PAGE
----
Peter always treasured the world that was going on around him. You’ll find these people along your way, kind souls who are stoked simply on being alive. There’s a calm to be found in their presence, a sense that all is the way it should be, and it’s bloody beaut just like that. Something he especially loved was taking a few minutes at a lookout. I’m sure at similar moments when he wasn’t with me he’d light up a joint to mark the moment, but when it was me and Super Dad, we’d just take a seat on a smooth rock, a grassy knoll, soak it all up, watch the world put on its show. He’d usually drop some sort of wisdom about whatever genius insights were passing through his thoughts. He felt the need to be a Dad even though he was far more a best mate than a Father.
On Sunday, March 27, 2011, I was living in Karratha; the heart and soul of Australia’s most incredible wild northwest Pilbara. Across the street from me was a place I liked to call Mt K. It was a 15 minute walk through some unforgiving West Oz shrub to a lookout straight out of the Super Dad playbook. Half an hour before sunset, I packed a VB in one pocket, my mobile phone in the other and set off up Mt K.
When I reached the top to take my seat, crack the Vic and admire the pristine sunset that the West does best, I called Dad to check in, say G’day, share the moment with the person I’d most love to have there in the flesh. He wasn’t in great health to say the least. They’d found a cancerous abcess in his lungs that was going to require chemo to beat. Far from being downtrodden, Pete was actually excited that the cause of his poor health had been located and he was ready to fight that cancer to hell in his signature smooth, graceful style that only the truly cool cats of this Earth can understand. If there was one thing Peter Carroll oozed in abundance, it was cool.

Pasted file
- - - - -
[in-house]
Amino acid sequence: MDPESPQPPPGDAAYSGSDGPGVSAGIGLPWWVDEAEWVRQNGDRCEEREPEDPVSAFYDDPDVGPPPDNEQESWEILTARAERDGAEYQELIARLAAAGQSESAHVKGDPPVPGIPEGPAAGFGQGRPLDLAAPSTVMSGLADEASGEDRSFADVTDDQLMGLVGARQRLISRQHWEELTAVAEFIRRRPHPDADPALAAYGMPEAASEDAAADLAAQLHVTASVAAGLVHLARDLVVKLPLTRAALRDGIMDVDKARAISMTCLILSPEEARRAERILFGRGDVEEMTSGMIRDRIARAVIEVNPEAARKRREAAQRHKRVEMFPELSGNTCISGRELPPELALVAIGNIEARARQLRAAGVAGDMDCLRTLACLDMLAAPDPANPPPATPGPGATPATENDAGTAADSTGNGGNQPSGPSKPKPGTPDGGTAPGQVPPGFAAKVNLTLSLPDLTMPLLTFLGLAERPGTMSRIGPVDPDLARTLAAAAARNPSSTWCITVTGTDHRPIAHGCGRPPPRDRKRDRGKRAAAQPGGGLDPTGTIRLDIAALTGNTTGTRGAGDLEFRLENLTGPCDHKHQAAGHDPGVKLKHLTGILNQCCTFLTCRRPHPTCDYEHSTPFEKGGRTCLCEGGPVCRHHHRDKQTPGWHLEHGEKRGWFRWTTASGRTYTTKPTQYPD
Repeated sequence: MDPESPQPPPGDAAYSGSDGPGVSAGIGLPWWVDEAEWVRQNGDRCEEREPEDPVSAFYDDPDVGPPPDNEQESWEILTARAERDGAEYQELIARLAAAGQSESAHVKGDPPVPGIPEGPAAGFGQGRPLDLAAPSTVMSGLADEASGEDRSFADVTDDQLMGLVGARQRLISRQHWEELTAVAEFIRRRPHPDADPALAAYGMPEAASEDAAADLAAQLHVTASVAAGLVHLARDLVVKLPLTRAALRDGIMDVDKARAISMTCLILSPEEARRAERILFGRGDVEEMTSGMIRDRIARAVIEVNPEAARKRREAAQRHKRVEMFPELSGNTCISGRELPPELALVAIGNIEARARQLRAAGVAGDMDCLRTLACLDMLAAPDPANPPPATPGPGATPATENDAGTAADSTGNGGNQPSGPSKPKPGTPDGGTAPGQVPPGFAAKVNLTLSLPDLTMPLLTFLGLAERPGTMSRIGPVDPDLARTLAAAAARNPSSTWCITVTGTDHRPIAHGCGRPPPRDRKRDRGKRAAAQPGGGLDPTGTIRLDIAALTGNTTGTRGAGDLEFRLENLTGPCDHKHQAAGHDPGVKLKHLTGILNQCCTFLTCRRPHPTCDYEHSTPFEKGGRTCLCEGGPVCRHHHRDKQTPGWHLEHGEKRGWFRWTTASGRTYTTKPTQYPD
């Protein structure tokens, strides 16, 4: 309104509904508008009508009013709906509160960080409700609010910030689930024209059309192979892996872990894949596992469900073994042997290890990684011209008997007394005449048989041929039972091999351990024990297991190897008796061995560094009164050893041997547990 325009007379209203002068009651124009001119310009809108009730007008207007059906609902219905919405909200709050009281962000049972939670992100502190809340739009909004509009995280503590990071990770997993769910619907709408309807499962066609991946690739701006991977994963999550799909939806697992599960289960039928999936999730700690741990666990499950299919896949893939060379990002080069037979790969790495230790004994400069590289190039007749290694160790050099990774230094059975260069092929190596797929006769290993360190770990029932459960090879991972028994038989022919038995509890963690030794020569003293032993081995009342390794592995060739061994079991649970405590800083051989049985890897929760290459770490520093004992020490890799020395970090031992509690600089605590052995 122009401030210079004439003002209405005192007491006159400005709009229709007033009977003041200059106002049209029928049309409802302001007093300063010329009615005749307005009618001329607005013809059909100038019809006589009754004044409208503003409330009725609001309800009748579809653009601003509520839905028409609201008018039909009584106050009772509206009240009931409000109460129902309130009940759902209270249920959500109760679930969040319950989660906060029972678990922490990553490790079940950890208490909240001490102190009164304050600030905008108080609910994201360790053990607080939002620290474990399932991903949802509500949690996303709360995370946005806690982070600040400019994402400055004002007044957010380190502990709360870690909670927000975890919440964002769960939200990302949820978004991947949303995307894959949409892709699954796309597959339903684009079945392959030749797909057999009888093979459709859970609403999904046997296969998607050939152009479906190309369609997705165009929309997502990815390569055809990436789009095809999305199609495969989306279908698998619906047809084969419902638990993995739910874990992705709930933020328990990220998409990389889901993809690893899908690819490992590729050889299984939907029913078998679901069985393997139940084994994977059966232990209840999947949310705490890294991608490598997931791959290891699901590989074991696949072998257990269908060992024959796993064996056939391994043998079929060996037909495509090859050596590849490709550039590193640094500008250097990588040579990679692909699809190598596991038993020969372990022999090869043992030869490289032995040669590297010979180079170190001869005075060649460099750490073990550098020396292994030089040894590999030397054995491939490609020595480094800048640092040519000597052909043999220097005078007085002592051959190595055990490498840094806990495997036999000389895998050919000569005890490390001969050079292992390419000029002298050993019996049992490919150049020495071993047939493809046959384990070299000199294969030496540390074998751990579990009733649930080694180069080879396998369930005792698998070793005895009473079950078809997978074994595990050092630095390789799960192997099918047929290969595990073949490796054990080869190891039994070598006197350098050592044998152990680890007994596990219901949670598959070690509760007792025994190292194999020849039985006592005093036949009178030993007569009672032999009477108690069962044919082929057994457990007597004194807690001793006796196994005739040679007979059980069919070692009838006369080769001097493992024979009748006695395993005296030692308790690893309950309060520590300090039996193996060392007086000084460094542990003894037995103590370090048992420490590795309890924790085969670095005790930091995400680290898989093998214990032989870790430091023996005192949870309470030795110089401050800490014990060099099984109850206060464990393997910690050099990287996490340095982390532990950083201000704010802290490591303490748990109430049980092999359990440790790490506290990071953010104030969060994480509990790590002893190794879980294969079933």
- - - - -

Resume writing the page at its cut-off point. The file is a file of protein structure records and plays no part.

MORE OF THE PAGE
I told him I was all booked in to be home around Anzac Day, that work was something I’d rather never do but it was all going well and that if we ever get the chance, he has to come over to surf Gnarloo some day soon. The sun was gone, the sky a radiant iron ore tinged golden brown and Dad started to cough over the phone.
“Sorry, Dumb Kid, I’ve got a bit of a cough. I’ll give you a bell tomorrow mate.”
“Sure thing, Super Dad. Speak then mate.”
I took the last sip of VB, placed the phone back in my pocket and made my way back down Mt K before dark.
Moments later, on the other side of Australia at the Central Coast of NSW, Peter Joseph Carroll’s lungs exploded in his chest. The most kind, gentle, caring soul I’ve ever known endured five minutes of what I can only imagine is the most horrifically painful, frighteningly gruesome and completely undeserved way to bid this world adieu…
It’s been a very long road attempting to mentally recover from Peter’s passing. After five years I don’t think it will ever be possible to truly accept the events of March 27, 2011. Everyone has to die. I’m cool with that. But I’m forever haunted by the manner in which such a fine man was put to pasture. On frequent occasions since that day I’ve drunk myself into oblivion, disappeared into my shell shocked little world somewhere overlooking a beach in the middle of the night, knowing full well that if I ever get the chance to meet my Maker, I will throw every single ounce of strength into belting the sick fucker’s face into a pulp. But what brings me back is feeling confident now that Peter himself would have no ill feelings. If you’re prepared to receive the best this world has to offer then you have to accept the worst too.
Peter Carroll, you were without question the greatest thing that ever happened to me. I very much doubt there’ll ever be someone on Earth with whom my every single memory is nothing but pure joy. Five years on mate, you’re still front and centre of my every thought, I can see your smile, I can hear your voice and I am acutely aware that I am the luckiest man ever.
Loving you forever,